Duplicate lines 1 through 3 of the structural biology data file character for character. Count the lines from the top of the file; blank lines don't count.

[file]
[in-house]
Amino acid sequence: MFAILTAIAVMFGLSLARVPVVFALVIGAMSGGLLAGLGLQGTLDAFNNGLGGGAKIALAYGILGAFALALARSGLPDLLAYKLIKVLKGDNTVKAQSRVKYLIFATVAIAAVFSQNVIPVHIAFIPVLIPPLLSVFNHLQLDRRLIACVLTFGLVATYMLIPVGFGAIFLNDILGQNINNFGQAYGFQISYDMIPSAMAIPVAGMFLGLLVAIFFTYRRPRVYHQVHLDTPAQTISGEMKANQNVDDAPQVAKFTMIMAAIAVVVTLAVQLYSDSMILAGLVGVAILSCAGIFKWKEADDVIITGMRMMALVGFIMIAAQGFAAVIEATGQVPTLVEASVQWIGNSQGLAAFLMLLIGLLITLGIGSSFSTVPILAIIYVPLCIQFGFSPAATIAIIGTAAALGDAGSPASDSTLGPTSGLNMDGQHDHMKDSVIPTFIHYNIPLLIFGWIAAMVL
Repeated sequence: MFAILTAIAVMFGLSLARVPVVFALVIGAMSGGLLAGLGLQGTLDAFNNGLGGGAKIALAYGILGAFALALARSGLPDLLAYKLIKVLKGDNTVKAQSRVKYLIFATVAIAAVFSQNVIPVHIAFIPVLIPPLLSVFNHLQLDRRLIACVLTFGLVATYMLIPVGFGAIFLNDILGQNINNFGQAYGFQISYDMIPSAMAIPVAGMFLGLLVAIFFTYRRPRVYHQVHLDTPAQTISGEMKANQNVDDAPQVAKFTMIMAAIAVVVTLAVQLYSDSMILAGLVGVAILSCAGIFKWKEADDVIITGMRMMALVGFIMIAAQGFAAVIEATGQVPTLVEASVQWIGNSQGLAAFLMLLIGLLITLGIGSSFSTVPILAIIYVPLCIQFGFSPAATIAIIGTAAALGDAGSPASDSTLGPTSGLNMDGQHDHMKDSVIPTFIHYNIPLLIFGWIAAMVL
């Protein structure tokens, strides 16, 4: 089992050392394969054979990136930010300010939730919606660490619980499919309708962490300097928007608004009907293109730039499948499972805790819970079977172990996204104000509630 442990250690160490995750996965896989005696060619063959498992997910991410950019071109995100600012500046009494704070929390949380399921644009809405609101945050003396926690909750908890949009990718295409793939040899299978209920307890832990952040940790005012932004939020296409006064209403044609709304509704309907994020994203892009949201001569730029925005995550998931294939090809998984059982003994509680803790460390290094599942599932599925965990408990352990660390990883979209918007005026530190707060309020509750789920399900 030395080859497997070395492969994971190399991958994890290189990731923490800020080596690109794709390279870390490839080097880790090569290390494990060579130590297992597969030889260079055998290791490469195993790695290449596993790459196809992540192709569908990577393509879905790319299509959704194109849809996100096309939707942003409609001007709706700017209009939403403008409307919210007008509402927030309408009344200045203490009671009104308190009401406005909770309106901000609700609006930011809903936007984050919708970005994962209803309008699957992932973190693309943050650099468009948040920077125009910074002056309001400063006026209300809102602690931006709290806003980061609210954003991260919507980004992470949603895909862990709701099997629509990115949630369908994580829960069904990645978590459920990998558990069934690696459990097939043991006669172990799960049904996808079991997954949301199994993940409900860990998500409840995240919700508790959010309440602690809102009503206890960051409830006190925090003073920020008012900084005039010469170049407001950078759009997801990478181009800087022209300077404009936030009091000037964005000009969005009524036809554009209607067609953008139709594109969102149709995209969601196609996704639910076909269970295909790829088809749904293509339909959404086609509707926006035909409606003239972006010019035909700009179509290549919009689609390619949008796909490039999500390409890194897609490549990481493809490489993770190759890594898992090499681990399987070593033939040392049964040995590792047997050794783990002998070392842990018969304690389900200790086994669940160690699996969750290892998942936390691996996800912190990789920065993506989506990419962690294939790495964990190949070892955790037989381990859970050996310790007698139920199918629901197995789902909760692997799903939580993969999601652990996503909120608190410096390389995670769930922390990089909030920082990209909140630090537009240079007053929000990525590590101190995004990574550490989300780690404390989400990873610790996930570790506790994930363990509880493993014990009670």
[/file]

[in-house]
Amino acid sequence: MFAILTAIAVMFGLSLARVPVVFALVIGAMSGGLLAGLGLQGTLDAFNNGLGGGAKIALAYGILGAFALALARSGLPDLLAYKLIKVLKGDNTVKAQSRVKYLIFATVAIAAVFSQNVIPVHIAFIPVLIPPLLSVFNHLQLDRRLIACVLTFGLVATYMLIPVGFGAIFLNDILGQNINNFGQAYGFQISYDMIPSAMAIPVAGMFLGLLVAIFFTYRRPRVYHQVHLDTPAQTISGEMKANQNVDDAPQVAKFTMIMAAIAVVVTLAVQLYSDSMILAGLVGVAILSCAGIFKWKEADDVIITGMRMMALVGFIMIAAQGFAAVIEATGQVPTLVEASVQWIGNSQGLAAFLMLLIGLLITLGIGSSFSTVPILAIIYVPLCIQFGFSPAATIAIIGTAAALGDAGSPASDSTLGPTSGLNMDGQHDHMKDSVIPTFIHYNIPLLIFGWIAAMVL
Repeated sequence: MFAILTAIAVMFGLSLARVPVVFALVIGAMSGGLLAGLGLQGTLDAFNNGLGGGAKIALAYGILGAFALALARSGLPDLLAYKLIKVLKGDNTVKAQSRVKYLIFATVAIAAVFSQNVIPVHIAFIPVLIPPLLSVFNHLQLDRRLIACVLTFGLVATYMLIPVGFGAIFLNDILGQNINNFGQAYGFQISYDMIPSAMAIPVAGMFLGLLVAIFFTYRRPRVYHQVHLDTPAQTISGEMKANQNVDDAPQVAKFTMIMAAIAVVVTLAVQLYSDSMILAGLVGVAILSCAGIFKWKEADDVIITGMRMMALVGFIMIAAQGFAAVIEATGQVPTLVEASVQWIGNSQGLAAFLMLLIGLLITLGIGSSFSTVPILAIIYVPLCIQFGFSPAATIAIIGTAAALGDAGSPASDSTLGPTSGLNMDGQHDHMKDSVIPTFIHYNIPLLIFGWIAAMVL